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In its 20th birthday year, is BMW’s original SUV back to its very best?

Since it launched the model in 1999, BMW has referred to the X5 not as a ‘Sports Utility Vehicle’ but as a ‘Sports Activity Vehicle’.

Semantics? Undoubtedly. And yet four generations, 2.2 million sales and an amazing rise to prominence suggest Munich’s marketing department knew what it was doing.

BMW claims the beam range on the X5's ‘Laserlight’ headlights is 200m greater than standard LEDs, at half a kilometre

Now, just as it is for the Porsche 911 or Volkswagen Golf GTI, such success is why the G05-generation X5 has so little margin for error. In fact, the class-leading expectations placed on this new iteration far outweigh those of its great-grandfather, whose brand cachet, practicality and handling prowess made it a winner.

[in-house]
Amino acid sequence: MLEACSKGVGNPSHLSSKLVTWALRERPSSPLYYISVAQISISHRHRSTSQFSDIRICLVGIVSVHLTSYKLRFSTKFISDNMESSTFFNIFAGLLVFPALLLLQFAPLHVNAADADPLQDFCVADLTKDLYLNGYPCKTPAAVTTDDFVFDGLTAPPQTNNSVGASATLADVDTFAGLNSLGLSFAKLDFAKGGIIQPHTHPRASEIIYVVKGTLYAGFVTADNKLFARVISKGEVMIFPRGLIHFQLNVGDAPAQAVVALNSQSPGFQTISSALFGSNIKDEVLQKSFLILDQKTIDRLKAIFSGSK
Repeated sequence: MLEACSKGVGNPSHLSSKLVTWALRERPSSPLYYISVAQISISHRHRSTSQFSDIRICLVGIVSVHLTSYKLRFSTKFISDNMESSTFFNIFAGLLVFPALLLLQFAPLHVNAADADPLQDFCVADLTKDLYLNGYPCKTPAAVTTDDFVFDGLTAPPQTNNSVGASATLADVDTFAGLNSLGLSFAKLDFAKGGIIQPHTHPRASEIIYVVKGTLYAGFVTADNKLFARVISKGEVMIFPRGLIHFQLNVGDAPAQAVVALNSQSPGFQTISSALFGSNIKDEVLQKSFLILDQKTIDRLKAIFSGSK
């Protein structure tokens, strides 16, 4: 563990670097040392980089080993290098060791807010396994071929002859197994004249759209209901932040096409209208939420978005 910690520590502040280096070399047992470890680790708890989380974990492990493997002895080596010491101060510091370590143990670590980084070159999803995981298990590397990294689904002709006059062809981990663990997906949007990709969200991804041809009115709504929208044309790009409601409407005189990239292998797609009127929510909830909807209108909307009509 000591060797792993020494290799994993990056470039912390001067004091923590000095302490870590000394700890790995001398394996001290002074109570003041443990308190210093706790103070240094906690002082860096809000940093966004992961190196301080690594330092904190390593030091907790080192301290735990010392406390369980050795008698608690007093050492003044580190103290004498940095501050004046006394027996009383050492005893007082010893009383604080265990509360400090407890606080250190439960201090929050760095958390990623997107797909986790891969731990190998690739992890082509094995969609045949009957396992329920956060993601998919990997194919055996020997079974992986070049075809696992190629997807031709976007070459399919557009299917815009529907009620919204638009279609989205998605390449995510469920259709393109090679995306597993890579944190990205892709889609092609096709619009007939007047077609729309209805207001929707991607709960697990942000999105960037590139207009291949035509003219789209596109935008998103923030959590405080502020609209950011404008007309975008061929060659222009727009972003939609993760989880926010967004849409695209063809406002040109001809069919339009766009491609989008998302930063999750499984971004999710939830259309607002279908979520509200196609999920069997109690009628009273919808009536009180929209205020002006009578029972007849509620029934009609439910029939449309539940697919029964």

The game has moved on, and BMW has identified comfort as a core dynamic attribute for the car in 2018. Consequently, this new X5 uses acoustic glass for the windscreen and, optionally, the side windows; the suspension is now pneumatic; there is electronic roll stabilisation on some models; and passengers can enjoy four-zone climate control and an enlarged panoramic glass roof.

Naturally, BMW promises a more involving driving experience than ever, and we’ll shortly discover whether its engineers continue to defy the laws of physics in this respect.

Equally, this X5 uses a significant level of autonomous technology. The car can operate free from human input at modest speeds, and BMW has deployed its first in-cabin camera, rather than steering-wheel sensors, to ascertain whether the driver is paying attention to the road ahead by scanning their eyes.

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Luxury, practicality, involvement: it seems a contradictory blend of attributes, but it’s one BMW will need to have mastered if the X5 is to dominate its class like it once did.

First drives